Both Woese and Margulis also consider that viruses should fit in the classification somewhere. Viruses can be seen as traces of living beings. They are leftovers after their ancestors economized to such an extent that they didn't even need cells anymore to exist. A virus is simply a package containing DNA. The virus infects a cell by entering it and using their DNA to hijack the cell's living systems, forcing it to produce what the virus needs.
There is also the other mystery: how to classify prions? Prions are infectious material made of proteins. They manage without any DNA. These prions are found in animals wherever there is mad cow disease or scrapie. The prions found in fungi are even more mysterious: whether they cause a disease in fungus or are helpful is quite uncertain at this point in time.
Shaking up everything you know
Knowing about the archaea, you now find that how you thought about the kingdoms and everything else is not set in stone. It’s actually fluid. But you know something of the controversies. You can see that using kingdoms or domains or prokarya/eukarya are all useful labels in their own way for now. They tell you something about how the living beings being classified. But they also tell you a lot about the ideas of the people who use one system over the others.
Who knows where this is all heading? There could be a big shake up when something else is discovered and once more, someone suggests how to re-organize everything.
The value of knowing the kingdoms
Meanwhile, you have to swim with all the inconsistencies and the contradictions. You've got to keep learning. Whatever the arguments, there are still basic cell types. There still are whole groups of living beings with strong similarities in how they live and reproduce. Each of these contrasts with other groups.
The "kingdoms" are still very useful ideas for a lot of purposes, especially for introductions. They are like training wheels, so you can get up and riding with the basics of biology. Being able to see the different groups of life for what they are is an enormously valuable skill.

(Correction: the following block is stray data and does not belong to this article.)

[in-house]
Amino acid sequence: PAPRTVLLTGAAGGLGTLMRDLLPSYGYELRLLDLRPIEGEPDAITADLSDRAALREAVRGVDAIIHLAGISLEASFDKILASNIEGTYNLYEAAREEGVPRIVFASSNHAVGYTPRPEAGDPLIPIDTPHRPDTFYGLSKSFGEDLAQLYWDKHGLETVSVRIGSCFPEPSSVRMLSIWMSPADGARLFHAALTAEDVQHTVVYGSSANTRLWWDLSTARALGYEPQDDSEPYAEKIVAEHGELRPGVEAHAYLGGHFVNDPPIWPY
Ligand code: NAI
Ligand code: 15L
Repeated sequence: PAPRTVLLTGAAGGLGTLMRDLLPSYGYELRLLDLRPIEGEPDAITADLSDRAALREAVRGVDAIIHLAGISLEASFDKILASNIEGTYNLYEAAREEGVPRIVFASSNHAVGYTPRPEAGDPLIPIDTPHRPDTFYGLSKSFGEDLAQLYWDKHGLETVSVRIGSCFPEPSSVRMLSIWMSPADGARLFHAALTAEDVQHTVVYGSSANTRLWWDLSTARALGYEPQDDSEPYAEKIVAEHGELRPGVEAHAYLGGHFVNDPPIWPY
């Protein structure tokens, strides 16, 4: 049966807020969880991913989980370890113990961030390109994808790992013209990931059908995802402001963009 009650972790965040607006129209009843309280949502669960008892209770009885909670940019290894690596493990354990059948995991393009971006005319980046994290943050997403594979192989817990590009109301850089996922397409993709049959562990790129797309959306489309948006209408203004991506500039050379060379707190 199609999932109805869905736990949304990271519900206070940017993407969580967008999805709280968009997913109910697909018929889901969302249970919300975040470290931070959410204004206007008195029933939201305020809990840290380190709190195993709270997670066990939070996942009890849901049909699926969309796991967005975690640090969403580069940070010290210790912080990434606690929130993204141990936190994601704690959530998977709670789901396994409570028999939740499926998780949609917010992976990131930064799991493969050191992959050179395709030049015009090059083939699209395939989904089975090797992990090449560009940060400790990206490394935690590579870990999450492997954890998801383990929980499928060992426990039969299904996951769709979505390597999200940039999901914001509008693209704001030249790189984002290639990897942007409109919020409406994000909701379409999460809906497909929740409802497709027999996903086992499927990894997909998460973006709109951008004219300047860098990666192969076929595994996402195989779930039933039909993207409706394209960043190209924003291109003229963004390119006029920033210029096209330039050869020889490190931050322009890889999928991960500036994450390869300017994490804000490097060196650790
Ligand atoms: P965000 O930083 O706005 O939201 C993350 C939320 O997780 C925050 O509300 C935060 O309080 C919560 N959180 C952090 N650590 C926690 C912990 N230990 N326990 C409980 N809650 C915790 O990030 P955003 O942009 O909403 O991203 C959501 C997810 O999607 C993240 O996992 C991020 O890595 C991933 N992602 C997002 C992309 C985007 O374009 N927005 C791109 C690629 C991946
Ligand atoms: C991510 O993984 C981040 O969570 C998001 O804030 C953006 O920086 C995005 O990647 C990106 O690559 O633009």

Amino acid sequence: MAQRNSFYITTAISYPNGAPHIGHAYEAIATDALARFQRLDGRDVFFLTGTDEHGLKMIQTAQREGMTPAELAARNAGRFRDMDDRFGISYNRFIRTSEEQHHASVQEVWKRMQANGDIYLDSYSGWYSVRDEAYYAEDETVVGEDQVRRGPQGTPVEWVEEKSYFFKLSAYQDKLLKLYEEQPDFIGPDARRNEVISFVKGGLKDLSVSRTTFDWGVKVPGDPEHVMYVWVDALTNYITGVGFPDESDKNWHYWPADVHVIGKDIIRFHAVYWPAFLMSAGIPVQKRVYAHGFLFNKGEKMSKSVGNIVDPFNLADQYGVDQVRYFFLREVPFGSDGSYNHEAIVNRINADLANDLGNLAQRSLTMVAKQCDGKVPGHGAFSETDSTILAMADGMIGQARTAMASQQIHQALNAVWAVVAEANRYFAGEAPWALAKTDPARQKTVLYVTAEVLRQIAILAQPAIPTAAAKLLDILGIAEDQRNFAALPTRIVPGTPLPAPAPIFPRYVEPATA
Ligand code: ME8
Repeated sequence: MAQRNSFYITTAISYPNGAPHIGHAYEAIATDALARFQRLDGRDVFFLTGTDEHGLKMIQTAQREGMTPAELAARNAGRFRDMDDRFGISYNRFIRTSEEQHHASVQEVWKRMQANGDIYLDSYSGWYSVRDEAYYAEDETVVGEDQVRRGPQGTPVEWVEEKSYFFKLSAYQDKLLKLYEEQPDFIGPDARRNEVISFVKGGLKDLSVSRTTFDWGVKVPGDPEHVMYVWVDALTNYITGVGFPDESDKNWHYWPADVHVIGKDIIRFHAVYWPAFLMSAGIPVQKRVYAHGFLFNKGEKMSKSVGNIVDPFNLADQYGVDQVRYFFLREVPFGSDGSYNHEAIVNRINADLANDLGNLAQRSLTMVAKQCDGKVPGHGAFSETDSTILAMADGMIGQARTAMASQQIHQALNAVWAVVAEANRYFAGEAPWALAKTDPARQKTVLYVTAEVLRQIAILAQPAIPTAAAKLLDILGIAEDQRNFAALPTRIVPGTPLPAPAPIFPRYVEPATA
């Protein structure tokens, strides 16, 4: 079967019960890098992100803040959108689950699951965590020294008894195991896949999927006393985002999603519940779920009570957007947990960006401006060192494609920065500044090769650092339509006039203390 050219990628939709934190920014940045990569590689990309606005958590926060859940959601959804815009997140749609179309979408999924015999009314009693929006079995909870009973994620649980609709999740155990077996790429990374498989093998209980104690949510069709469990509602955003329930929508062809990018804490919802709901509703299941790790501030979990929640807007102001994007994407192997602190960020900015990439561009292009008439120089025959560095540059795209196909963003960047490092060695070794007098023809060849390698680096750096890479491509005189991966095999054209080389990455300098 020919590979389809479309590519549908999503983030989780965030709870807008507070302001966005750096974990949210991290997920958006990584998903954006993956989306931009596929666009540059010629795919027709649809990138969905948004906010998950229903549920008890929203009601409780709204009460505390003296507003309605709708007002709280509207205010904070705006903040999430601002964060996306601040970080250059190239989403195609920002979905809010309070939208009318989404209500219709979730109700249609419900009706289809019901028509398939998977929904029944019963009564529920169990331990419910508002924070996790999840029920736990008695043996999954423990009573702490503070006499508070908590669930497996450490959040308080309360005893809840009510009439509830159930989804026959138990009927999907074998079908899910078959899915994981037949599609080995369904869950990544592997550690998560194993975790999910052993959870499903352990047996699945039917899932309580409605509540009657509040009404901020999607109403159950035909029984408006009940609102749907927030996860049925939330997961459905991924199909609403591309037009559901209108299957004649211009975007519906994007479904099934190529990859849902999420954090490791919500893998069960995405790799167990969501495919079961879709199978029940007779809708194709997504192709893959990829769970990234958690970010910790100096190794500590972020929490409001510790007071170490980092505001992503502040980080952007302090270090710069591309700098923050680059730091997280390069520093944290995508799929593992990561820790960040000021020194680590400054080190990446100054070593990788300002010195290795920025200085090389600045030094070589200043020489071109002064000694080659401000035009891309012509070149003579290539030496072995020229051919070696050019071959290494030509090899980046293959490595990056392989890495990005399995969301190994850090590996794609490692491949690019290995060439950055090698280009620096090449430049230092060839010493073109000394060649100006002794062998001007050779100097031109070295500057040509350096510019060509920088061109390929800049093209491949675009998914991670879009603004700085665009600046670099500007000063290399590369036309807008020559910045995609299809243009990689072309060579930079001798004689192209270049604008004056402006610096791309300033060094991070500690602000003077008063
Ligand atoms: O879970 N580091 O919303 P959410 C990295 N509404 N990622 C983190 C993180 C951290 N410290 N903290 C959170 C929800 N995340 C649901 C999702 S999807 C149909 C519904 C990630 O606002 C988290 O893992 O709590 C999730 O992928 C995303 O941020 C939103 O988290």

Take a moment and look at this short summary of the history of classification. In days to come, this website will post more articles about these classifications, the diagrams, their history and uses. Once you know the basics about the kingdoms, you're ready to take on next level of discussions and debates.
Now for the Tangle
All the groups are so tangled together that there really is no way to separate living beings into a hierarchy or ranking system. What can make any group more important than another?
Sometimes, as with the bacteria, it can really hard to identify separate stable species. There are specialists who say that bacteria really don't exist as species at all, not like species as we animals know them.
Sometimes, it is really hard to pinpoint what is an "individual". What does that word mean? What is the individual when fungi and algae combine and create lichens? What is a bluebottle, this animal made up of communal zooids? And what is this animal and algae combination called coral?
Classification can seem so pointless! Why bother with it? But its very limitations are useful in an unexpected way.
When you can see the tangle for exactly what it is, you get a rather humble quick glimpse of something. It's all beyond words. There, through the corner of your eye, you can see a bit of both the truth and the mystery of life.
It’s worth repeating:
Knowing the Archaea is your living reminder to keep learning
We welcome your comments! What do you think?
Here is a challenge. Right in your local neighbourhood, “adopt” a kingdom or a domain or any member in these groups. Tell us -- which one do you choose? What more do you want to know about them?